Other guests might be amateur weather enthusiasts who have been collecting and reporting data to the National Weather Service for many years, as an informal but very useful network of amateur reporters. Explain to students that there was, of course, a time before weather satellites and computers, when all weather data came from ground stations, or ships at sea. Perhaps have students research the difference in warning time, preceding a hurricane, possible today in comparison to 50 years ago.
Discuss with your students the differences between their collaborative Weather Maps and those in newspapers or on tv, and especially the corresponding day's satellite images seen in newspapers or on tv. Ask them why they think satellites do a better job of recording overall cloud cover than observations from the ground.
After the 4/23 program, and when the results have been posted on- line, ask students to describe how weather moves across North America, and point out instances where the weather in one part of the country became the weather in another part of the country on the succeeding day. (Again, for background, see Activity 3B) Once they see patterns begin to emerge, challenge them to predict, retroactively, the next day's weather in various parts of the country. Then have them apply these insights to "tomorrow's weather" using that day's data. Explain to them that they are actually doing basic weather forecasting rather as professional meteorologists do. Have them keep a record of the accuracy of their forecasts.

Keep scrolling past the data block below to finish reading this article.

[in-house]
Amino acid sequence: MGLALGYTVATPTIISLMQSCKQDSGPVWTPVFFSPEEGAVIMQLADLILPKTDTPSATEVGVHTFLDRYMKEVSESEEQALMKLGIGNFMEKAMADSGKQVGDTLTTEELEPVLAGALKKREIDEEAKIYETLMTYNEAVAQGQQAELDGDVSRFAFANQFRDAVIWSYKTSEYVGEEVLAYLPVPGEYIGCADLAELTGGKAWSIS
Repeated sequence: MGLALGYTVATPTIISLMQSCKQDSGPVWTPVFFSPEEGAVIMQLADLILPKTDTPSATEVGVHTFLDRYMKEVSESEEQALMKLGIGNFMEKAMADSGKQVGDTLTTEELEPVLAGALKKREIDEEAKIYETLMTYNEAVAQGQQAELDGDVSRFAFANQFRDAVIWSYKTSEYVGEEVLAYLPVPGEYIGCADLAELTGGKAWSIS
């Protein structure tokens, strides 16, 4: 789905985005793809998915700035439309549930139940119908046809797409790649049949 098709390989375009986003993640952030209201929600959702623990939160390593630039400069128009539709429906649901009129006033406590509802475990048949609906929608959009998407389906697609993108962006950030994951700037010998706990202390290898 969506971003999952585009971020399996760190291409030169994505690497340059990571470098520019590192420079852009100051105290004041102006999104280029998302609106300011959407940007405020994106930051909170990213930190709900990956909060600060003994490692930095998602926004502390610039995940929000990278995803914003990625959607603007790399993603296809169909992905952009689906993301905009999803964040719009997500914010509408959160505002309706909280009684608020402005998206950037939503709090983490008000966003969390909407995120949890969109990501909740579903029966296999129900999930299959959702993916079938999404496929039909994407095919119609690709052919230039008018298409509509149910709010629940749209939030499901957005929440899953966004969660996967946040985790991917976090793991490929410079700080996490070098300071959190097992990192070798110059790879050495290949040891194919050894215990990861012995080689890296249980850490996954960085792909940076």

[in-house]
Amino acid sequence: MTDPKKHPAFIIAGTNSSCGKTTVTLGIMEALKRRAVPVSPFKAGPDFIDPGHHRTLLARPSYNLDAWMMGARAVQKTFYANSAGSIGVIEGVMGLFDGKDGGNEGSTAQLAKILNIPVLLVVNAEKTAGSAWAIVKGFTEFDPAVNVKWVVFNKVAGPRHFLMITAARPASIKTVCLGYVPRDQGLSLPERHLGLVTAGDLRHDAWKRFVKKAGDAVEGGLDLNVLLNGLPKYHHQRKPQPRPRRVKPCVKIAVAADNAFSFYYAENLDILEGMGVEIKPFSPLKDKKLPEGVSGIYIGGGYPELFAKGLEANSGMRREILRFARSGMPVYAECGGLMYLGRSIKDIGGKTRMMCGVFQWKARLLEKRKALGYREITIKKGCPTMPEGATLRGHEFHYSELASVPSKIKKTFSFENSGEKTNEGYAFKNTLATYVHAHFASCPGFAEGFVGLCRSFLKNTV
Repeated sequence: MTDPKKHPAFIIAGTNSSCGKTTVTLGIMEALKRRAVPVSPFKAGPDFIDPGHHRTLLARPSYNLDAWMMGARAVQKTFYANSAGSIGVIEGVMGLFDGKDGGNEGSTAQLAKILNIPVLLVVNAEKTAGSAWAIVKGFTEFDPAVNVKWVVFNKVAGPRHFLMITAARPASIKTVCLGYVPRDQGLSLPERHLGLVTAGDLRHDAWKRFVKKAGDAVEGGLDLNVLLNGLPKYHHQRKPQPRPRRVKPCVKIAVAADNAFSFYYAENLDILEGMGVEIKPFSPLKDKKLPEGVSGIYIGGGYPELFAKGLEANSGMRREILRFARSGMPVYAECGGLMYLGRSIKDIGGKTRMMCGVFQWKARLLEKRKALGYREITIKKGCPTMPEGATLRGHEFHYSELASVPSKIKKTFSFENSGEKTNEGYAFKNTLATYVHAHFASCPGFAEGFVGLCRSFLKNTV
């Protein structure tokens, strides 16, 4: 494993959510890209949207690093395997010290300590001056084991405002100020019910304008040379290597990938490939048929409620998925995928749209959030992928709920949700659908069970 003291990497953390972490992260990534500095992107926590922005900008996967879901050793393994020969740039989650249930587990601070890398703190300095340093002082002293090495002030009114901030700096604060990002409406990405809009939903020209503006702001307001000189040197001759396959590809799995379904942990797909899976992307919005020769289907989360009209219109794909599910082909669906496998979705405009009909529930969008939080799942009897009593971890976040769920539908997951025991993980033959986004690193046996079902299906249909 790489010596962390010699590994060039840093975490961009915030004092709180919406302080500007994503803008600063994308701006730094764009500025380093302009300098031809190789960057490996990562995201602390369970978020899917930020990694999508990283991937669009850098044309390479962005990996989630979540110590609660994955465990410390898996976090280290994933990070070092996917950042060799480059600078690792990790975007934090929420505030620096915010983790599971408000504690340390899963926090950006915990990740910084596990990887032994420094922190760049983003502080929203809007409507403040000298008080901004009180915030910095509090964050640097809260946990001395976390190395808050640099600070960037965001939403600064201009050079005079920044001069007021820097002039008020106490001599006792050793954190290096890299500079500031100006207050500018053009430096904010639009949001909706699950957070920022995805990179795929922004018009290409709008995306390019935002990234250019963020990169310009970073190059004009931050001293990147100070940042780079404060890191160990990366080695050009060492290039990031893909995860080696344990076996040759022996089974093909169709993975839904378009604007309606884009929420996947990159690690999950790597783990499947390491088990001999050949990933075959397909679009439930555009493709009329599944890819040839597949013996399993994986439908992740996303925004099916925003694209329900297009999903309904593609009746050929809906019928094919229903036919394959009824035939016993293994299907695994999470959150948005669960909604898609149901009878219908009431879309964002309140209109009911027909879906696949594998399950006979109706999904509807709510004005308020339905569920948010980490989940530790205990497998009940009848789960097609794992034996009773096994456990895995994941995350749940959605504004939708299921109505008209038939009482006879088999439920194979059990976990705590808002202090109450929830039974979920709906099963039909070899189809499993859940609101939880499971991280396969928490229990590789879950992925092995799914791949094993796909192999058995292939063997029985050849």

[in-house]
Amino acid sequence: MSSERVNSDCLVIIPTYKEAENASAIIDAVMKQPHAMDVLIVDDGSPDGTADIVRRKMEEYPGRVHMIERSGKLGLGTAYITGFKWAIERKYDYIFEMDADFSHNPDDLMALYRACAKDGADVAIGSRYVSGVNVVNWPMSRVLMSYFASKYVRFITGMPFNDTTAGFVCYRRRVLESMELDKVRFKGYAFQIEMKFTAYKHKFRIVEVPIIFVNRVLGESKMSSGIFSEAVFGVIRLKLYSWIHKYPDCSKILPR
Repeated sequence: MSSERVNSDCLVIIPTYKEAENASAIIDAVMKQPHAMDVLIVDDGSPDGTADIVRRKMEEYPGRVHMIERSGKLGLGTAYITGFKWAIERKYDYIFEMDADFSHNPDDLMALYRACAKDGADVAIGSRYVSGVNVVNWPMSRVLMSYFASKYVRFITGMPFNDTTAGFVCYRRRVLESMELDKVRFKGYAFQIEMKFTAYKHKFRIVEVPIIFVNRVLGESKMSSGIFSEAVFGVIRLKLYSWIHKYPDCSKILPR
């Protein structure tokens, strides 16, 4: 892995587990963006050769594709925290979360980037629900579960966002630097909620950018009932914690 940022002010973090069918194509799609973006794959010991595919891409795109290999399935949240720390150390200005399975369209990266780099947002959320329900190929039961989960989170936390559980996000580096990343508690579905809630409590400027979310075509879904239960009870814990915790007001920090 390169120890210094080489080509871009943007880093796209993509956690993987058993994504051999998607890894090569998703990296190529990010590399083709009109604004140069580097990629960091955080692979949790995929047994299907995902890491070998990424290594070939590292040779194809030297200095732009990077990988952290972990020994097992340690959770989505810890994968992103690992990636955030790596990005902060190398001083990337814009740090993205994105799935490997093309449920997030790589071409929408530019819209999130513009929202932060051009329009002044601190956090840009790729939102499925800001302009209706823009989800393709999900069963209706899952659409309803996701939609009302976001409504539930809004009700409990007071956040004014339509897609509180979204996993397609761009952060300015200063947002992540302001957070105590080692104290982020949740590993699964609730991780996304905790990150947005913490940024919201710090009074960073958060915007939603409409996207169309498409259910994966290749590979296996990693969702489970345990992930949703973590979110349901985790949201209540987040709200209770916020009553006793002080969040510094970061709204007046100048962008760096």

Explain that actual weather forecasting employs round-the-clock observations like the ones they made, but derived from thousands of locations across the country and around the world, and adding radar and satellite images and data from instrumented weather balloons launched into the upper atmosphere twice a day. Ask them to think about how many "data points" all those observations represent (in comparison to the numbers of schools which report) and ask them to explain why high-speed supercomputers must be used for modern weather analysis and forecasting.
Students should also check out the wealth of excellent weather resources to be found on-line, such as: GLOBE: http://rsd.gsfc.nasa.gov/globe WeatherNET 4: http://wxnet4.nbc4.com/
March 27, 1996